IN RE: Guardianship, etc., ANTOINE M., etc., and Others, Dependent Children Under the Age of Eighteen Years, etc., Antoine Latief M., etc., Respondent-Appellant, v. Commissioner of the Administration for Children's Services, Petitioner-Respondent.
Orders of disposition, Family Court, New York County (Rhoda J. Cohen, J.), entered on or about November 8, 2001, which, to the extent appealed from, upon findings of permanent neglect, terminated respondent father's parental rights to the subject children and transferred custody and guardianship of the children to petitioner for the purpose of adoption, unanimously affirmed, without costs.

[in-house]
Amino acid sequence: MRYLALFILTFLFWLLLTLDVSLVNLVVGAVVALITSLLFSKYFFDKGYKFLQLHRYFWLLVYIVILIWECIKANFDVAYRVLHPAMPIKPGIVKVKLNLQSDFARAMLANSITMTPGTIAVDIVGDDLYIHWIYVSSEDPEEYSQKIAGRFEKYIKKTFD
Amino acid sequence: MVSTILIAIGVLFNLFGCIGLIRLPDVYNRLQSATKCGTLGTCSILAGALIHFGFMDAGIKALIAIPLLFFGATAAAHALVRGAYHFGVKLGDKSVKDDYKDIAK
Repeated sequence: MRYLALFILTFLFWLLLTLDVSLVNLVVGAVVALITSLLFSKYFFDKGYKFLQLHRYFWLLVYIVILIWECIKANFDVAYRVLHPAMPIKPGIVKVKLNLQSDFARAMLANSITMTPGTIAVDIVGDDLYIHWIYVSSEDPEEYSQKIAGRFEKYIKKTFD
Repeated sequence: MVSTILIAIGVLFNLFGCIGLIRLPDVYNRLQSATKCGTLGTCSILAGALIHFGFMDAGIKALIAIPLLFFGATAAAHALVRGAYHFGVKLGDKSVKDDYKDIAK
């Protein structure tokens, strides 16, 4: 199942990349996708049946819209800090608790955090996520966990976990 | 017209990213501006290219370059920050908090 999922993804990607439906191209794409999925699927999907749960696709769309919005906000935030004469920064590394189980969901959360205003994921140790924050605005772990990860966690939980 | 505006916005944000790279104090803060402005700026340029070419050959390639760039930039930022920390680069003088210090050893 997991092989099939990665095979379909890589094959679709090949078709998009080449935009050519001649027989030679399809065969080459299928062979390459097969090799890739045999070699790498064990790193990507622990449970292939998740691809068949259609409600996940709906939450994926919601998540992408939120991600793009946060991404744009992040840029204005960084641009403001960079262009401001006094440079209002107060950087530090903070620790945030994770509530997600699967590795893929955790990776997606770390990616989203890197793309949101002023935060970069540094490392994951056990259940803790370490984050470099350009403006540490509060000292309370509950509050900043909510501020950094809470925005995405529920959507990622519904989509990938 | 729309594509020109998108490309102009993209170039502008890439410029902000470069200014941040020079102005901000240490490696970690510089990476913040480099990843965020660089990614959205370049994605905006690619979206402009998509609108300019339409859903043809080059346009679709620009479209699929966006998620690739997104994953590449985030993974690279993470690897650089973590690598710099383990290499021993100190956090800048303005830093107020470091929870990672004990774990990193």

There was clear and convincing evidence to support the finding that respondent father permanently neglected the subject children by failing to plan for their future (see Social Services Law § 384-b[a] ). Although respondent was clearly advised that the return of the children to his care and custody was contingent upon his completion of a drug rehabilitation program, respondent did not, within the statutorily relevant period, successfully complete the program in which he had enrolled and, indeed, continued to test positive for cocaine (see Matter of Rutherford Roderick T., 4 A.D.3d 213, 772 N.Y.S.2d 49; Matter of Brandon OO., 304 A.D.2d 873, 757 N.Y.S.2d 374). Although, subsequent to the filing of the permanent neglect petition, respondent made commendable progress in addressing several parenting-related issues, a suspended judgment would not have been warranted. His progress notwithstanding, respondent still had no realistic, feasible plan for the children's future (see Matter of Lorenda M., 2 A.D.3d 370, 770 N.Y.S.2d 70). Apart from one negative drug test, there was no indication that respondent's drug problem had been successfully treated and he had no plan for the children's care, other than that they should be returned to live with him and the children's mother, who, the record discloses, has not been successfully treated for her drug addiction. The children, the oldest of whom was born in 1992, have been in foster care for nearly their entire lives and have done well in their pre-adoptive placements where their needs, some of them special, have been met. Under the circumstances, it is preponderantly clear (see Matter of Star Leslie W., 63 N.Y.2d 136, 147-148, 481 N.Y.S.2d 26, 470 N.E.2d 824) that they will not be well served by the further prolongation of their foster status, and that their best interests lie in permitting the adoptive process to move forward.